The most pressing problem for soldiers fighting in Mesopotamia was water. Given the arid environment, this seems obvious. What might surprise us, however, was that troops complained not about a lack of water but an overabundance. Marshland and shallow ponds dotted the alluvial plains. During the spring, snowmelt in the Caucasus Mountains and the highlands of Asia Minor swelled the rivers and lakes below, which burst their banks and turned lower Mesopotamia into a morass. To prevent wholesale inundation, local civilians had piled heaps of loose dirt along the banks, but furious waters easily breached these earthworks. Combatants also altered the land with trenches and protective dams, changing water flows and directing the course of rivers. Despite these efforts, floods made military operations impossible. “Glutinous” mud brought offensives to a standstill. Men exerted all their strength just to lift their legs out of sucking quagmires. Pictures of drenched soldiers caught knee-deep in Mesopotamian mud mirrored photographs from the Western Front where men drowned in the trenches at Ypres.
The desert environment simultaneously set the Mesopotamian theater apart from the European fronts and highlighted commonalties among men under arms. Moreover, when viewing the Great War in the Persian Gulf from an environmental perspective, we see that Ottoman soldiers were neither passive players in the conflict nor mere patsies of the great powers. Just like the British troops, they faced the elements and actively shaped the land to suit their needs. Indeed, it appears that the two sides shared more in common than either cared to admit.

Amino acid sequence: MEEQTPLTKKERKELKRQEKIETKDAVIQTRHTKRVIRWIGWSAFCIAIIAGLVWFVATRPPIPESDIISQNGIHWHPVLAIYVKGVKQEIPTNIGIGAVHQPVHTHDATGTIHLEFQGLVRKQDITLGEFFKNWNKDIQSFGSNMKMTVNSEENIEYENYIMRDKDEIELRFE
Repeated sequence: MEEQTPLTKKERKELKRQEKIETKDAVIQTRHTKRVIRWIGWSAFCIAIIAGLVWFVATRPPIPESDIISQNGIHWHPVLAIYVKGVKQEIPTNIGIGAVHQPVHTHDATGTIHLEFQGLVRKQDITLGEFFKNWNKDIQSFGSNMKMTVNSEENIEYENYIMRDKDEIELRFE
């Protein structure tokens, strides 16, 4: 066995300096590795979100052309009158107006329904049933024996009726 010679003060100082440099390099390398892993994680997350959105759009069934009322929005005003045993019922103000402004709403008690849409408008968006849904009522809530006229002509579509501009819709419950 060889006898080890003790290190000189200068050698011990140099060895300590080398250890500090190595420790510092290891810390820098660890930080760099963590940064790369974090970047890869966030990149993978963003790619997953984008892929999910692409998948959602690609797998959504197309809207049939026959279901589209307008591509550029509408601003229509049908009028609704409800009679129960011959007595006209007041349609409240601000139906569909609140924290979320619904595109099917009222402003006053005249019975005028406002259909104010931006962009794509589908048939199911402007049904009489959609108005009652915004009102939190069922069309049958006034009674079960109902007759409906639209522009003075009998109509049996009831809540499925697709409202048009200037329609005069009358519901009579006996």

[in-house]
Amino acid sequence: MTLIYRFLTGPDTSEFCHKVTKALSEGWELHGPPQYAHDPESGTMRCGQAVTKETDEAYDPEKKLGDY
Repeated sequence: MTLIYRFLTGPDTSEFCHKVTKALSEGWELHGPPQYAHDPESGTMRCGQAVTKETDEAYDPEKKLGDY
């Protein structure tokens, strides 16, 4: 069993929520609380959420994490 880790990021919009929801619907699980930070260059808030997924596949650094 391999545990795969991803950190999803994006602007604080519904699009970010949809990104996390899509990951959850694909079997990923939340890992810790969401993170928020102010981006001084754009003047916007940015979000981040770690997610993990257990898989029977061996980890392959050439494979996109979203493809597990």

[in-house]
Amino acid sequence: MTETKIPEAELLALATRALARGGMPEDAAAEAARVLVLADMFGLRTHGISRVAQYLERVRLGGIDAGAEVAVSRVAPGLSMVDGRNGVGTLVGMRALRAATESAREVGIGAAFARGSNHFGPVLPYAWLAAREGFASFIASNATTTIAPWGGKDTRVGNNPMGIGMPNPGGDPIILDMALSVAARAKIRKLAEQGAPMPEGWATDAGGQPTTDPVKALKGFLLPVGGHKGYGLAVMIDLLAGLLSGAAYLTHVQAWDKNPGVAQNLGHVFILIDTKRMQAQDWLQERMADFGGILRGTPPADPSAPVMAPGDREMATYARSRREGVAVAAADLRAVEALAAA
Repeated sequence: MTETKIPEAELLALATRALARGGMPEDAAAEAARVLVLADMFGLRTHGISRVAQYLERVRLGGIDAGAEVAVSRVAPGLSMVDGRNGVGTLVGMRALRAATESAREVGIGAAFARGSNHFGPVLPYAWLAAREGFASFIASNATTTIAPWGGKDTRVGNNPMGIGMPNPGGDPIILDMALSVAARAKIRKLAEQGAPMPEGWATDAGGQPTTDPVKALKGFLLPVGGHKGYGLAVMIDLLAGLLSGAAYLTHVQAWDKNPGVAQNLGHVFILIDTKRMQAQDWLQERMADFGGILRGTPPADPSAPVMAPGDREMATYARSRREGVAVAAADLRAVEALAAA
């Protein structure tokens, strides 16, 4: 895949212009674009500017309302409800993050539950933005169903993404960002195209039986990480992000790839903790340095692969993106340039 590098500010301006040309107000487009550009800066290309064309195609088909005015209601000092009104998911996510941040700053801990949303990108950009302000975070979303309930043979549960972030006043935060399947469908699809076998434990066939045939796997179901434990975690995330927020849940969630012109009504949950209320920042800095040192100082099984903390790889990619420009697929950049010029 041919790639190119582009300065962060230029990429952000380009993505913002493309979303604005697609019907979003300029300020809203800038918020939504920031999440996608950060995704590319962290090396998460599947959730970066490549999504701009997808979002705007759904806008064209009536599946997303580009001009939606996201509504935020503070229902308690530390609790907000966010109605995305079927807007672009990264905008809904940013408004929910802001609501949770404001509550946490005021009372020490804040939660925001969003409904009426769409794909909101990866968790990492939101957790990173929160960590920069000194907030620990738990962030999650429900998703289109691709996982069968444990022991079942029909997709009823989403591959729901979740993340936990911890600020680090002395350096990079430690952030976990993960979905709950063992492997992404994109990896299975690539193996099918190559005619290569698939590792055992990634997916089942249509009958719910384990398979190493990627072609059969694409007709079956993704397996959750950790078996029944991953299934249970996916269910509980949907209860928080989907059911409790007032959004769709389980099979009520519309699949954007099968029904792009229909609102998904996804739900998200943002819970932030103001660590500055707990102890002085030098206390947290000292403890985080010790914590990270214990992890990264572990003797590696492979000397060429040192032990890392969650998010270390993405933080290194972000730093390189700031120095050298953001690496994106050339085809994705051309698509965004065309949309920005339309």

F. R. Maunsell, “The Mesopotamian Petroleum Field,” The Geographical Journal 9.5 (1897): 528.
 Helmut Mejcher, “Oil and British Policy towards Mesopotamia, 1914-1918,” Middle Eastern Studies 8.3 (1972): 377; G. Gareth Jones, “The British Government and the Oil Companies, 1912-1924: The Search for an Oil Policy,” The Historical Journal 20.3 (1977): 651; F. J. Moberly, The Campaign in Mesopotamia, 1914-1918 Volume I (London: His Majesty’s Stationery Office, 1923), 14; R. Evans, A Brief Outline of the Campaign in Mesopotamia, 1914-1918 (London: Sifton Praed & Co., 1926), 3-4. See also W. G. Jensen, “The Importance of Energy in the First and Second World Wars,” The Historical Journal 11.3 (1968): 538-554.
 Not all officers believed that protecting pipelines and refineries should be the IEF’s primary objective. For more these debates and decisions see Moberly, The Campaign in Mesopotamia; East India (Military), Despatches Regarding Operations in the Persian Gulf and Mesopotamia (London: His Majesty’s Stationery Office, 1915). For more on the political wrangling between the United States and Great Britain in 1919 see Robin Bidwell, ed., British Documents on Foreign Affairs: Reports and Papers from the Foreign Office Confidential Print, Part II, From the First to the Second World War Series B, Turkey, Iran, and the Middle East, 1918-1939 (Frederick, MD: University Publications of American, 1985).
 Moberly, The Campaign in Mesopotamia, 6, 176, 182; Evans, A Brief Outline of the Campaign in Mesopotamia, 7-8.
 Moberly, The Campaign in Mesopotamia, 4-6; Evans, A Brief Outline of the Campaign in Mesopotamia, 7.